Note: Below today’s framework is an update on how I’ve used January’s Small Actions, Big Planner framework to break through my own procrastination wall.
Last week we introduced News, Nope, and (K)Nowledge, the “Three Ns” of marketing content.
Basically, these are three broad categories for content that have built-in appeal and can get you writing real content for your business instead of agonizing over a blank screen or text field.
Today, we’re going to jump past all the theory and do a content writing fill-in-the-blanks exercise. That’s right, open up a text editor or grab a pen and paper and follow along as we write some simple content for your business.
For each heading below, write down what’s true for your business. Just in case you want to grab a screenshot/printout of this page and fill it in that way, I’ll leave a blank spot under each example for you to write.
Broadly, what kind of business are you in?
A: B2B SaaS product.
B: Independent consultant.
C: Brick-and-mortar retail.
Chosen content medium
Where is this content going to go?
A: Trade show banners.
B: LinkedIn posts.
C: Short-form videos (Reels, Shorts, etc.).
Primary target audience
Who's going to actually see your content?
A: Corporate procurement officers.
B: Potential clients.
C: Current customers.
What do they want at the moment they see your content?
What did they come to this place/app/medium to get? (It probably wasn't marketing messages)
A: Something of VALUE from their conference attendance they can take back to their job (to demonstrate the value of having gone).
B: Something of VALUE from killing time on LinkedIn (to demonstrate the value of having spent time there).
C: Something of VALUE from leisure/boredom time on their phone (to demonstrate the value of mindless scrolling).
When in their life are they mostly likely seeing it?
What's the current state (physically, emotionally, socially) of the person seeing your content?
A: When they’re bored, tired, or hungry as they wander through the conference hall.
B: When they’re bored, busy (potentially posting their own content), or passively job hunting.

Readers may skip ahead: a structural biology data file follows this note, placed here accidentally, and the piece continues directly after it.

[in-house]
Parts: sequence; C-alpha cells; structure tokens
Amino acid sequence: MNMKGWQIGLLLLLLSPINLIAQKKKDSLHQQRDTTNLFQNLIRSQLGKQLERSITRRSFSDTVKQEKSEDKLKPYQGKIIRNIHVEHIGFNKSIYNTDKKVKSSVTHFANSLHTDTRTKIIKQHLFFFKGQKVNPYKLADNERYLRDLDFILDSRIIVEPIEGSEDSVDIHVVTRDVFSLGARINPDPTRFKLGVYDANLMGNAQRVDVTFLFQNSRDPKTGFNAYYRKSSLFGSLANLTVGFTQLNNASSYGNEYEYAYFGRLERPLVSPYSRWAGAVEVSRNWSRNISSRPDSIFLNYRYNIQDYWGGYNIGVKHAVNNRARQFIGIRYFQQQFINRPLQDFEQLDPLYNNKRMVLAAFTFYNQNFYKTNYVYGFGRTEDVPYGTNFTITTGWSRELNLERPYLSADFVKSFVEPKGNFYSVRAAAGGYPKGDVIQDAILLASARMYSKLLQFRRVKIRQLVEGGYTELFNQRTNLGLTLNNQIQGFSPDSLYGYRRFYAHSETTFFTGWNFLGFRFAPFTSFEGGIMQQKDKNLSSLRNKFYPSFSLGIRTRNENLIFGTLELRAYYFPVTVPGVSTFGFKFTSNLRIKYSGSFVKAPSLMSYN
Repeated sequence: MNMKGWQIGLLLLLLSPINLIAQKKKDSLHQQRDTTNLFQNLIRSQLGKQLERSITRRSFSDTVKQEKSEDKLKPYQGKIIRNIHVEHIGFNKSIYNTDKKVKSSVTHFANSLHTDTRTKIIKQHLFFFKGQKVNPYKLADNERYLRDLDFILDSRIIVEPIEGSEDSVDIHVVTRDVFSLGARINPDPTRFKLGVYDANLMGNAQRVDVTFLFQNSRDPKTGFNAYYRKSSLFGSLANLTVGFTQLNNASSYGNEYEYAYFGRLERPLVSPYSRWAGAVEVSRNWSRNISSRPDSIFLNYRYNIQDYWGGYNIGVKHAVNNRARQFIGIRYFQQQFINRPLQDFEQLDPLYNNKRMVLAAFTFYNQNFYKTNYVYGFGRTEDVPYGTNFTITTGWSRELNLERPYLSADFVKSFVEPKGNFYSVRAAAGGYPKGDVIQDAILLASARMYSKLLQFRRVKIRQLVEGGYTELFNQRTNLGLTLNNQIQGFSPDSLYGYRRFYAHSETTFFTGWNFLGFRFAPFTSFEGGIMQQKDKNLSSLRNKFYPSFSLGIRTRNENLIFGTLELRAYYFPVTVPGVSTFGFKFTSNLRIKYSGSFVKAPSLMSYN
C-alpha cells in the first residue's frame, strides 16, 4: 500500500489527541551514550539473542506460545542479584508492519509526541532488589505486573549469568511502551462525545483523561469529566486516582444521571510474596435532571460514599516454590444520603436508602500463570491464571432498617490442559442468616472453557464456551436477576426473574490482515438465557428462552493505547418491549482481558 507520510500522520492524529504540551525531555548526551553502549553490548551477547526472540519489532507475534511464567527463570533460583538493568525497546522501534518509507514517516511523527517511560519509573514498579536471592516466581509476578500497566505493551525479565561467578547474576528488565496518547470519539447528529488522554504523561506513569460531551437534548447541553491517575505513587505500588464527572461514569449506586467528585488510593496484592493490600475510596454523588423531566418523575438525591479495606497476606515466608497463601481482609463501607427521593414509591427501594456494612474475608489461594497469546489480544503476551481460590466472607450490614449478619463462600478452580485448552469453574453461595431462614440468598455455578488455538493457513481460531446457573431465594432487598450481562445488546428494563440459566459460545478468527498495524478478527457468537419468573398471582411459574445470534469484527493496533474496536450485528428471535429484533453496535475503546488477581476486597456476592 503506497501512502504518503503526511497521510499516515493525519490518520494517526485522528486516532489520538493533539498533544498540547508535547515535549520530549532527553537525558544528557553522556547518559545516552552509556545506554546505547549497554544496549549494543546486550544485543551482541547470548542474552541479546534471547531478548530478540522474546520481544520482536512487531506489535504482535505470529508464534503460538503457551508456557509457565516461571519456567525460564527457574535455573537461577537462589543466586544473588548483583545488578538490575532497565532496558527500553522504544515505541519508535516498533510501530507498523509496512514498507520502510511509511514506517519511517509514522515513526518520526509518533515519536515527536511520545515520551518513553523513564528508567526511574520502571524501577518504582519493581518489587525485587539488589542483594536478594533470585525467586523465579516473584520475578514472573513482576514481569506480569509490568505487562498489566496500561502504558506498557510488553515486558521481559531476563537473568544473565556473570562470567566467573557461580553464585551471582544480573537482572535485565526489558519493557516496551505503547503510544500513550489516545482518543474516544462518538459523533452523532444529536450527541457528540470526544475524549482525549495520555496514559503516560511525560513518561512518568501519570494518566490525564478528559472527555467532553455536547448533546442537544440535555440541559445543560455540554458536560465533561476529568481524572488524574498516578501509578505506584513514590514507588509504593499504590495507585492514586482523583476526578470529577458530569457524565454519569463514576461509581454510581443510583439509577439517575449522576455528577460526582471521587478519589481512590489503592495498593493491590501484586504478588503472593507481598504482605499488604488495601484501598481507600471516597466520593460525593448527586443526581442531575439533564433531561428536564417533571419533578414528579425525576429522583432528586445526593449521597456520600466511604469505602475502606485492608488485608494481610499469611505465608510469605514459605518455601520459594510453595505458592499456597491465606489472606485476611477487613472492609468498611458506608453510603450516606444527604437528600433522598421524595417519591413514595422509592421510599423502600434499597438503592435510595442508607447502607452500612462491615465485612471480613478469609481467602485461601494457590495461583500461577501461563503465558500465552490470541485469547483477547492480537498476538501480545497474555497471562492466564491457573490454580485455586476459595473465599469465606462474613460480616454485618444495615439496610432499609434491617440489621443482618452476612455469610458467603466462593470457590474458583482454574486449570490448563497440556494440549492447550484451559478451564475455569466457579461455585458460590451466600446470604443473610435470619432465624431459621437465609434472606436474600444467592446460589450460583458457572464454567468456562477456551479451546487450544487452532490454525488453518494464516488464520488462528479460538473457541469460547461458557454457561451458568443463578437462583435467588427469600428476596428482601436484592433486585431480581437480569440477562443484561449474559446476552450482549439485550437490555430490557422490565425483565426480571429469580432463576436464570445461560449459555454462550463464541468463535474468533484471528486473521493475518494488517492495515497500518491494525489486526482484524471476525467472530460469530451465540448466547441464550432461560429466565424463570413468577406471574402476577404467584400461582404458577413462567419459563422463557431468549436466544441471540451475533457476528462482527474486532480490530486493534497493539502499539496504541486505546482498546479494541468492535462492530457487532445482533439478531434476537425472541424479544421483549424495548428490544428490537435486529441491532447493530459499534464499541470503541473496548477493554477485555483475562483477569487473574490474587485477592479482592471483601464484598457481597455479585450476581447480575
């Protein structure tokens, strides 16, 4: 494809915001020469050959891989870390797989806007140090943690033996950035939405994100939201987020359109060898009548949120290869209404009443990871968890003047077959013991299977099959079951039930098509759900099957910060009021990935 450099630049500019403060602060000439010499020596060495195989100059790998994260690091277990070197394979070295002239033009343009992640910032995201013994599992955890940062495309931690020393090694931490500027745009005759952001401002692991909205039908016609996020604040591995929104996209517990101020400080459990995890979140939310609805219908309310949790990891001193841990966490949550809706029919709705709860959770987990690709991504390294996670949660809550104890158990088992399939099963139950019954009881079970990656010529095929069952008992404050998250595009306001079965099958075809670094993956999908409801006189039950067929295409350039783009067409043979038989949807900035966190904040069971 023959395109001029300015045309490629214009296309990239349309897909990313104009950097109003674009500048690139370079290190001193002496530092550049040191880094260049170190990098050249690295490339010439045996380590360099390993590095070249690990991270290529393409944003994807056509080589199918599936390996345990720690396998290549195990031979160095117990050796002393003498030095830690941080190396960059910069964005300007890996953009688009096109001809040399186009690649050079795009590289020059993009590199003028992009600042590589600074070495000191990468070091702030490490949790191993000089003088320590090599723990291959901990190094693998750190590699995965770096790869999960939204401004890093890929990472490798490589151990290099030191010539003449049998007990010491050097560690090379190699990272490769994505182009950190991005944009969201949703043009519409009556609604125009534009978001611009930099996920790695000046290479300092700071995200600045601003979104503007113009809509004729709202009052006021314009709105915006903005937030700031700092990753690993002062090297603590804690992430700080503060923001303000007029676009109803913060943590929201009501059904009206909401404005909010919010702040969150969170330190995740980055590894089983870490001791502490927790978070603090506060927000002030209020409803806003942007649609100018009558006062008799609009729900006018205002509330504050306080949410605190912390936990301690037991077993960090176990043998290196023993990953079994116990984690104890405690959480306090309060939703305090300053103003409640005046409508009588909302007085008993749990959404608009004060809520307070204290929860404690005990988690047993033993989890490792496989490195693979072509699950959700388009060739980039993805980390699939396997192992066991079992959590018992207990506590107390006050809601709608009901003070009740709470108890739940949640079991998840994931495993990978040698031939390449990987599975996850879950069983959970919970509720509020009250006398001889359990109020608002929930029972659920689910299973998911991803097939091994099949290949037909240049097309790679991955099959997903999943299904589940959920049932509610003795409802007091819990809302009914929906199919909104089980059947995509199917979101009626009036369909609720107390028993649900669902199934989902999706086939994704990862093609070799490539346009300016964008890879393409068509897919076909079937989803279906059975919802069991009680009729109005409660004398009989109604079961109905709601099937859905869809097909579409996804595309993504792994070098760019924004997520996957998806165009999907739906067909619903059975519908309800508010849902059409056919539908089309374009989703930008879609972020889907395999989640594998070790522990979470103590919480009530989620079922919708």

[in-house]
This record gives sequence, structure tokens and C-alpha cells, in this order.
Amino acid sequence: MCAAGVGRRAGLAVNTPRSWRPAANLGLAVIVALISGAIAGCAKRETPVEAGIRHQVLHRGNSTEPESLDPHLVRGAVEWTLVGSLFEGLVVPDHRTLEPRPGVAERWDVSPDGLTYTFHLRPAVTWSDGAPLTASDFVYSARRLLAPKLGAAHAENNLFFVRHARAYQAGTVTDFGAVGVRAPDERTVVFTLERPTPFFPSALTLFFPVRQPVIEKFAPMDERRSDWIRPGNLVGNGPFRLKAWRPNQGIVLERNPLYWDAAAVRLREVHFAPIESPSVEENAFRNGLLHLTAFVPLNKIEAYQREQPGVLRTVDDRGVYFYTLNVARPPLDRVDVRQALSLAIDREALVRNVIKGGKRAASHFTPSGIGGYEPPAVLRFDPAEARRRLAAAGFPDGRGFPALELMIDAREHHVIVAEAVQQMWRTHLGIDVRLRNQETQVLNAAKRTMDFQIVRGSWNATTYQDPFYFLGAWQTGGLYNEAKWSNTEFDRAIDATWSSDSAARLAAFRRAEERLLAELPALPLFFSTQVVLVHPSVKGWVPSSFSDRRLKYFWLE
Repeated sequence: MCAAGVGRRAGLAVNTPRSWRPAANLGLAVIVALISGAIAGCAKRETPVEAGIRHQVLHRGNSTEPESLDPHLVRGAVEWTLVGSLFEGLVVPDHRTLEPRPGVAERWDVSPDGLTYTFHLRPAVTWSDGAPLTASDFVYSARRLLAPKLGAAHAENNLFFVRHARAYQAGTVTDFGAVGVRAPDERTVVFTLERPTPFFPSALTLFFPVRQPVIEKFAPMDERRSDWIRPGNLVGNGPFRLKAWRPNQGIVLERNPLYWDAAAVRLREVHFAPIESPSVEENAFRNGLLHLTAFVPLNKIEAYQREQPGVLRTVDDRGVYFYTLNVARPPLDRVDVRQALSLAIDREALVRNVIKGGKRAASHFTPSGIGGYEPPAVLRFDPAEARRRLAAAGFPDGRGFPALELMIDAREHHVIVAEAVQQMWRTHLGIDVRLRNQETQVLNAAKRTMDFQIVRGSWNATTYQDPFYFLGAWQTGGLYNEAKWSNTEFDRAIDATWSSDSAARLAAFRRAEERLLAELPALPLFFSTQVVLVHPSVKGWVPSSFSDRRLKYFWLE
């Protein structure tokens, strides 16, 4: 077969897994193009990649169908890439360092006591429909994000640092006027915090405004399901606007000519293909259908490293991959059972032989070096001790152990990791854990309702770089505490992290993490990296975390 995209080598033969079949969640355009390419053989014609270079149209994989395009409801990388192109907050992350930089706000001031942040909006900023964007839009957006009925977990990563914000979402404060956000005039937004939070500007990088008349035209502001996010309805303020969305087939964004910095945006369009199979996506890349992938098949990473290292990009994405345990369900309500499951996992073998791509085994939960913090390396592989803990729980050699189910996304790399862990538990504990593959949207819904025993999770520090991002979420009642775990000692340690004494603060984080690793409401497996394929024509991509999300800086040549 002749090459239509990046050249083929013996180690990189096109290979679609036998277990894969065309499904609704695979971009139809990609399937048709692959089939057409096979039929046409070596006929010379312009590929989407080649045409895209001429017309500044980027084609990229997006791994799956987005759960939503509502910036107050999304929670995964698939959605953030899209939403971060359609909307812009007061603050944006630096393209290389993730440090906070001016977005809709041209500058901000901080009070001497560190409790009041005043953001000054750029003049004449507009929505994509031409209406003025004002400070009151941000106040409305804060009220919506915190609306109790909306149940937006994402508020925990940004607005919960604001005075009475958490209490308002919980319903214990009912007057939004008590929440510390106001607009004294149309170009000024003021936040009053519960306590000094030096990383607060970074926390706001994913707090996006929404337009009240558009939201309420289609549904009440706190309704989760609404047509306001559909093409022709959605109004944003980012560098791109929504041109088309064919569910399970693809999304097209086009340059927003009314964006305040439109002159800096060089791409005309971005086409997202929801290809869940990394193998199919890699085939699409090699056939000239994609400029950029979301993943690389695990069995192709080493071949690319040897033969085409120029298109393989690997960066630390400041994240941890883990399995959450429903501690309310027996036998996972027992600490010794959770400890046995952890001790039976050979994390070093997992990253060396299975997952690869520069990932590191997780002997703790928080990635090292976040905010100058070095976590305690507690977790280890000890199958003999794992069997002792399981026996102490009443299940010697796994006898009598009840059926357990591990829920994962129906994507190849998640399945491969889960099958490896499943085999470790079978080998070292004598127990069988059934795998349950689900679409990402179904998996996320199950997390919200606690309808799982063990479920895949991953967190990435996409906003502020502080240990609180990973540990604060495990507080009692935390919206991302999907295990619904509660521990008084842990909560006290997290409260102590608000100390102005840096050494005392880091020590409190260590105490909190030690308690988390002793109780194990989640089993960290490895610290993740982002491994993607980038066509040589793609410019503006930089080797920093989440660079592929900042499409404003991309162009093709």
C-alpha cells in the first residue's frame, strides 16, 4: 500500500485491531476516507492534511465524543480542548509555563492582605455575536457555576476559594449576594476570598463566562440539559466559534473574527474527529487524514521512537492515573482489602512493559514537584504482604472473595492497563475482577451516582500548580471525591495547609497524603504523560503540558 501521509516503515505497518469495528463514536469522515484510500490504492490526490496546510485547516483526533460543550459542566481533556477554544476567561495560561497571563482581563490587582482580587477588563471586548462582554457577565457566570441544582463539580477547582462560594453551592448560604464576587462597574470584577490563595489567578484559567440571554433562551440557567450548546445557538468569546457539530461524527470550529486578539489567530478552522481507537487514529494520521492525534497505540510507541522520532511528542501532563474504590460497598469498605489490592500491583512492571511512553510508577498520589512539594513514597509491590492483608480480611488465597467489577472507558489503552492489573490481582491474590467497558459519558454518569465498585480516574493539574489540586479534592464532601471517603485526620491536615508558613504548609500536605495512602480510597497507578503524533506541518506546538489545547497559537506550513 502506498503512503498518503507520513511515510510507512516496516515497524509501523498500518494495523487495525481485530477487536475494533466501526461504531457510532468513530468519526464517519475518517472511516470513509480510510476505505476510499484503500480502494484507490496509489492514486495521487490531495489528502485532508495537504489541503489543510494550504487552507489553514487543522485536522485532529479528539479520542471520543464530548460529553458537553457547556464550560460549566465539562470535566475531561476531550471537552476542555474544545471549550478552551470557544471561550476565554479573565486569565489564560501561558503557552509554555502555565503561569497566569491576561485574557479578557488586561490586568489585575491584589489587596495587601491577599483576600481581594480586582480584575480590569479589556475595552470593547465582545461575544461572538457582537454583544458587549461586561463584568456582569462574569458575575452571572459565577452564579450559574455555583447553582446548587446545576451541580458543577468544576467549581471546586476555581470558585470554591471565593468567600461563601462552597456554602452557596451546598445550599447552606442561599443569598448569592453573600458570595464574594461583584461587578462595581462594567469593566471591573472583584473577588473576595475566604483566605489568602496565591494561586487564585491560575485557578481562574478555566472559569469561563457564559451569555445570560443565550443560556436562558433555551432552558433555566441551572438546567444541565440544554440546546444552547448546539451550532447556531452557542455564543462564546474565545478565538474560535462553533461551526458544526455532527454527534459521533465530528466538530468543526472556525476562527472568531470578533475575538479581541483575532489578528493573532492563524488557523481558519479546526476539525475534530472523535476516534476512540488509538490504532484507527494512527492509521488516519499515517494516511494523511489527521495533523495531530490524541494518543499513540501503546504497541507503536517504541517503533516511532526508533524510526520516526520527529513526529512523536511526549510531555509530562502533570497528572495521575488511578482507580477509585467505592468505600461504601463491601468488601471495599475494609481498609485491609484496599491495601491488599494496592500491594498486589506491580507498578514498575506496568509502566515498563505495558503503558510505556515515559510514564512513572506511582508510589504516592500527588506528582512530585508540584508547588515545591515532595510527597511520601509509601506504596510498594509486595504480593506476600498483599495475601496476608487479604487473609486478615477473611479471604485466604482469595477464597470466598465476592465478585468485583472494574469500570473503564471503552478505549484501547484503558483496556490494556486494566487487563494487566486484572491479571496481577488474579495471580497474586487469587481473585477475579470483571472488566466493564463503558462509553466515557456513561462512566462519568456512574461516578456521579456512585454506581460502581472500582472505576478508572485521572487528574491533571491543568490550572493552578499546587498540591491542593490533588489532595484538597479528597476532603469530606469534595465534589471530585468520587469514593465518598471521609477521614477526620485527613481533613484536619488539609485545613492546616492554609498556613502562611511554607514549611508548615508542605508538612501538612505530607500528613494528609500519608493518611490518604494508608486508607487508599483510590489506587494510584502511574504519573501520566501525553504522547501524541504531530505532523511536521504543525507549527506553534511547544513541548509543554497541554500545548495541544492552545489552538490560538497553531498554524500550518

C: When they’re looking to be surprised, entertained, or educated as they kill time.
What overlapping values do you and your target audience share?
What do you focus on that your best customers appreciate most?
A: Obsessed with standards and reliability.
B: Unafraid of change and newness.
C: Prioritizing customer service.
What’s the one thing you’d like them to know, right now?
If you could only tell your audience one single thing to express your primary value, what would it be?
A: You can count on us when you need us.
B: I don't offer the same old crap you’ve seen everywhere else.
C: We’ll keep at it until we get it right.
What’s something they’d actually want to do after seeing your message?
Maybe they'll want to buy right now, but, more likely, they'll want more content from you—how can they get it?
A: Sign up for a newsletter packed with immediately useful information.
B: Follow or connect on LinkedIn, in anticipation of new and novel ideas.
C: Watch the video to the end and let the algorithm do the rest.
How can you stand out in this environment?
You know who you're talking to and what they want—but how can you get their attention in a sea of competing messages and brands?
A: Be short, to-the-point, and immediately useful, demonstrating your ability to anticipate your ideal customers' needs.
B: Demonstrate the utility of the new and novel by creating content that looks and feels different from the prevailing trends.
C: Demonstrate your passion for getting things right by showing the behind-the-scenes fun/excitement/surprises of running your business.